3 Parenting Behaviors Toddlers Respond to

parenting behaviors

Toddlers are just starting to grasp their environment. They’re starting to walk and get used to their surroundings. From their viewpoint, they live in a small world that is run by people much taller and stronger than they are. They can’t yet care for themselves but need the assistance of their parents to do tasks. But how do you know what parenting behaviors your toddler will respond to when your toddler wants a drink or when they’re being fussy? There are many ideal parenting guidelines to consider. You learn to listen to them and watch for cues that they need your attention.

Parenting Behaviors that Reinforce Positive Toddler Behaviors

Children today respond to three different types parenting behaviors. Being a great parent requires parenting behavior is by providing positive feedback to your child’s behavior. When they pick up their toys, parents give them a hug and tell them what a great job they did. They may give the child a high-five or a pat on the back. Let the child see happy expressions such as eyes lit up or a big smile. This sends the message that the parent sings their praises and encourages them when they portray good behavior.

How to Respond to Toddler Behavior that You Want to Discourage

On the contrary, toddlers also learn from observing how parents respond to their negative behavior. If they hit a sibling or break a toy, does the parent give them ice cream or laugh at it? If so, the child could easily learn to manipulate others. They could be controlling or troublesome when they get into school, developing an irritable or aggressive personality. Negative behaviors should never be rewarded. If the child colors on the dining room wall, does the parent give them ice cream or send the child to their room? Good parents would respond to their child by trying to understand why the behavior exists in the first place, and then respond to their child’s actions with appropriate parenting behavior that reinforces that the child’s behavior is not ok. The complex challenge is learning how to help your child develop a theory of mind about other people and to be empathetic about other’s needs and to make the right decisions. If you are struggling with how to comfort a child that seems hyperactive, consider this resource for how to calm a hyperactive child.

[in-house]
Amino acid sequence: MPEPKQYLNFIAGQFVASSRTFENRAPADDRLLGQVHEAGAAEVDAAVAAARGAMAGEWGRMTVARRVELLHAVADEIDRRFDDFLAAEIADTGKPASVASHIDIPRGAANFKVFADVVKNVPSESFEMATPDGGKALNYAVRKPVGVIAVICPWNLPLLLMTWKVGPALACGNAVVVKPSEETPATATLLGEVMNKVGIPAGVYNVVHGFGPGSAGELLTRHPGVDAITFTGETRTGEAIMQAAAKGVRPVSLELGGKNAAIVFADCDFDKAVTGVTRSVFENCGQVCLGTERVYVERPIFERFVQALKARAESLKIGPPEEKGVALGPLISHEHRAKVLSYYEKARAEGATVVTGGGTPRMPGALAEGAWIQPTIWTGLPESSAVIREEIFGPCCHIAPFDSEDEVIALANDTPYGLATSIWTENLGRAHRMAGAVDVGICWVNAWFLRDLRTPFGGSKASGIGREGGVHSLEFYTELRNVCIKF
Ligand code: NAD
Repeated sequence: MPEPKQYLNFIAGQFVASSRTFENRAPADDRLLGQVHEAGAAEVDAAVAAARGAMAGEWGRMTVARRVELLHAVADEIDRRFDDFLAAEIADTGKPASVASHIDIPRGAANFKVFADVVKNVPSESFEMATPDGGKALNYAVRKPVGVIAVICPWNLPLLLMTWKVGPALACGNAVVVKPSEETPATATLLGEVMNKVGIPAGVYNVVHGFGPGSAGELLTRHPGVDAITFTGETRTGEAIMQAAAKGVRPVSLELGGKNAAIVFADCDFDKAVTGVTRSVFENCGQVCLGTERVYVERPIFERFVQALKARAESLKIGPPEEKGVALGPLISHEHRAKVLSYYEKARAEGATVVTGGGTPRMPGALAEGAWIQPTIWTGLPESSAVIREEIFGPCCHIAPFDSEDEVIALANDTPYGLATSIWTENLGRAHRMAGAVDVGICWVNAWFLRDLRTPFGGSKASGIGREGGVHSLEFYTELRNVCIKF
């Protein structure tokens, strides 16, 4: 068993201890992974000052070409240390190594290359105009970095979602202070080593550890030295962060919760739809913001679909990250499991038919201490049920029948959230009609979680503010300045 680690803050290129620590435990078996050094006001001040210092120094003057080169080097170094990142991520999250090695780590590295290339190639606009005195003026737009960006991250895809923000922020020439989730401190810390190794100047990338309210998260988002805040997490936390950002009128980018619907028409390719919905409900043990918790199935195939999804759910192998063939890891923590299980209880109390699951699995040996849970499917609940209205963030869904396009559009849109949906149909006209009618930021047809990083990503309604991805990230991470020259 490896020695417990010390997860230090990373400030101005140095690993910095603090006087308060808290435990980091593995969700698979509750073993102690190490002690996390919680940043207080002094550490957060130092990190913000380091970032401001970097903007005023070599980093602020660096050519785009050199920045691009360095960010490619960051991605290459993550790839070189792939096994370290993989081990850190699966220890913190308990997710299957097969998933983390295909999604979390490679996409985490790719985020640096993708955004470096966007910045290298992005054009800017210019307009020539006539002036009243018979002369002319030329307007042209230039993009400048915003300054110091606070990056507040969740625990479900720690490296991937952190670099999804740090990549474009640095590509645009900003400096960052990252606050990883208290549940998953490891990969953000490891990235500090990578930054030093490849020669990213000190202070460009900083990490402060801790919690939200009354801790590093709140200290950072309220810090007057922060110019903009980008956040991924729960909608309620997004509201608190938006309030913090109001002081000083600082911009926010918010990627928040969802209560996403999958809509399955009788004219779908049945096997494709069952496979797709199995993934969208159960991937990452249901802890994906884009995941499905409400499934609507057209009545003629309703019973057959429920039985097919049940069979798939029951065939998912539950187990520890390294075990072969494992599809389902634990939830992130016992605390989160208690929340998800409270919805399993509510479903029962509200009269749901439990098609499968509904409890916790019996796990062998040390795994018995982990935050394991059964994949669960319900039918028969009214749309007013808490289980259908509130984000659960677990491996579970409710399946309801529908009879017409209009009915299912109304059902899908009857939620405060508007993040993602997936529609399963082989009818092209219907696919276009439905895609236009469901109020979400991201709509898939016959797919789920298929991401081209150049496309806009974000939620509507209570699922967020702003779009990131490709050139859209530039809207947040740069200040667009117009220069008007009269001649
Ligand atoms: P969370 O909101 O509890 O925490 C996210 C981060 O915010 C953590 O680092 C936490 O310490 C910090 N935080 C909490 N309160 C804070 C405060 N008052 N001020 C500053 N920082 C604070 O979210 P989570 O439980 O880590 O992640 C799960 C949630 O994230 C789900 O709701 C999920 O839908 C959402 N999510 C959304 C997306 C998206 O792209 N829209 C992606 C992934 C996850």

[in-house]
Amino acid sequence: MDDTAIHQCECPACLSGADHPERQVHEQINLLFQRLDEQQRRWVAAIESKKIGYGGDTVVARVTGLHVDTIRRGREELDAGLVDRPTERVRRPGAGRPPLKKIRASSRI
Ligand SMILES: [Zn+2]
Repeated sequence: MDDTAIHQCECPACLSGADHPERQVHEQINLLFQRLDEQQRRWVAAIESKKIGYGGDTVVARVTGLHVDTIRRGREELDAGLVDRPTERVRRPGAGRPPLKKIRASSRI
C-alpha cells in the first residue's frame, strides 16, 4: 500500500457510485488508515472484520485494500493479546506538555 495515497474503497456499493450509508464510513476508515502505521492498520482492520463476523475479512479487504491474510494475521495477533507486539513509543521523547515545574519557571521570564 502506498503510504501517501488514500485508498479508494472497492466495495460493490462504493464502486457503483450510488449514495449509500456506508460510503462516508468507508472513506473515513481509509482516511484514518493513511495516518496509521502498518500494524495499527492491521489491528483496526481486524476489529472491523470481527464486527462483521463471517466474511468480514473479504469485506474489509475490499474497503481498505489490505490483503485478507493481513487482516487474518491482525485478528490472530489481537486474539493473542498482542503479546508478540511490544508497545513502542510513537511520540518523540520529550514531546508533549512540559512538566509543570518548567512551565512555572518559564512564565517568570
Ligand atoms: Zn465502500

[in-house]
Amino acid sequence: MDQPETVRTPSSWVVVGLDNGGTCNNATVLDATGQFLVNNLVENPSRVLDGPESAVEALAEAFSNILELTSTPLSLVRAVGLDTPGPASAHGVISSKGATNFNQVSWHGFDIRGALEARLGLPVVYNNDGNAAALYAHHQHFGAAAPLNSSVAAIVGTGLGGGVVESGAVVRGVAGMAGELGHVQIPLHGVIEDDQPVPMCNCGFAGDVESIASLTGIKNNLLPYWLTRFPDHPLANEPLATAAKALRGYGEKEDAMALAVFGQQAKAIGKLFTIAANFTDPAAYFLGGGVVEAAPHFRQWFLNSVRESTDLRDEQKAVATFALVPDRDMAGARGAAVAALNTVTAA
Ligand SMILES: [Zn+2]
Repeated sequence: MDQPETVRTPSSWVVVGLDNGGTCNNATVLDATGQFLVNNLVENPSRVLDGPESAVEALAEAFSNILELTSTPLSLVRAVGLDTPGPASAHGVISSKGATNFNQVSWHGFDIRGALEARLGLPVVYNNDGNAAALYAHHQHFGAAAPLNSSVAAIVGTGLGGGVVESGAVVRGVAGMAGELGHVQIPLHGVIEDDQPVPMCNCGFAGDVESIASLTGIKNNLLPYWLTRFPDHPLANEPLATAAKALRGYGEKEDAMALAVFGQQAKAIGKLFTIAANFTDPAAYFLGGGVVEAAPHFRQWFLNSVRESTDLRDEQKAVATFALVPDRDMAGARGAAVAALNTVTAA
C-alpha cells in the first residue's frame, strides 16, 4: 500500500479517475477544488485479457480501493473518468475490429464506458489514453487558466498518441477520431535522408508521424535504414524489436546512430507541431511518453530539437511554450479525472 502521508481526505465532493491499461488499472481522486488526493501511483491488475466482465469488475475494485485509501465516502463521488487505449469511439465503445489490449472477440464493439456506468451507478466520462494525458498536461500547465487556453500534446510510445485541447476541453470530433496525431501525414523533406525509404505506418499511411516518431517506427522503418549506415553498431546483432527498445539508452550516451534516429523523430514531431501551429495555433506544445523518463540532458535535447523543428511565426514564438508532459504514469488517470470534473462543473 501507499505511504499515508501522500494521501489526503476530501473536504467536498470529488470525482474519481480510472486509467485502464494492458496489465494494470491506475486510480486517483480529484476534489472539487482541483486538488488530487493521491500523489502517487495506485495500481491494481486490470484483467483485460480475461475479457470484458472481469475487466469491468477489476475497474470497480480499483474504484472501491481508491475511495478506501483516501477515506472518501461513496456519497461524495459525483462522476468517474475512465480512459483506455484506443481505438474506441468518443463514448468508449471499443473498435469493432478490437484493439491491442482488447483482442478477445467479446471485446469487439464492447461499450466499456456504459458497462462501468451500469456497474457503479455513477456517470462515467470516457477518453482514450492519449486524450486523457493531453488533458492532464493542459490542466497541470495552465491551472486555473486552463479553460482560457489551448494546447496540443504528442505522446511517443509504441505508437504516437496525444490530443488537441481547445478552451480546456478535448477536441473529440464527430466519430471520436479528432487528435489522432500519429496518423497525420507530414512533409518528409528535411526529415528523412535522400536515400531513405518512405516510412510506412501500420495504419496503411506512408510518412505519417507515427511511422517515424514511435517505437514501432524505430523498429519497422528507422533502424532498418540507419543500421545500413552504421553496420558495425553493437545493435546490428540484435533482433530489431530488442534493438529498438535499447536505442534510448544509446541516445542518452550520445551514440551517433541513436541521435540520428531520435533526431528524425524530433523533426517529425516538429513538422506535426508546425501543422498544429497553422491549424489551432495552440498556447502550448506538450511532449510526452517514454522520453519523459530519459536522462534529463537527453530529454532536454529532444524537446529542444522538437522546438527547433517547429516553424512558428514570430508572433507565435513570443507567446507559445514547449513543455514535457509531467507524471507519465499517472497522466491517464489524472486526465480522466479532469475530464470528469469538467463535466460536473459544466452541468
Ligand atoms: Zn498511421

The consequences of ignoring your child

There is also the chance a child could respond parenting behaviors that are avoidant or offer no attention at all. The parents are not interested in the child and do not show interest in his or her needs. This has the potential to do more harm than good, often leaving the child with physical or cognitive delays that could be irreversible. This is often well-hid by the parents, but it needs to be exposed to everyone that has contact with the child. If they are in this type of atmosphere, they need to get out it much sooner than later. If the child gets out later, they may be at risk for developmental delays. That will set them back on the learning curve, which will make life much tougher.

The attention a child receives molds them into the person they become. If they receive mostly positive attention, the child is going to be optimistic and outgoing. They’re going to flock to people and let nothing stop them as they chase their dreams. But, if they receive mostly negative attention, or rarely any attention at all, the outcome could be drastically different. Learn to recognize what types of attention you’re giving your child. Do you need to change it? It could work to their benefit, and once you figure it out, you and your child will have a much easier time bonding.

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Paul is an assistant editor with Seekyt. I'm an INFJ on the Myers-Briggs personality test and I'm a lifelong Dallas Cowboys fan. I'm also a devoted father of two wonderful daughters.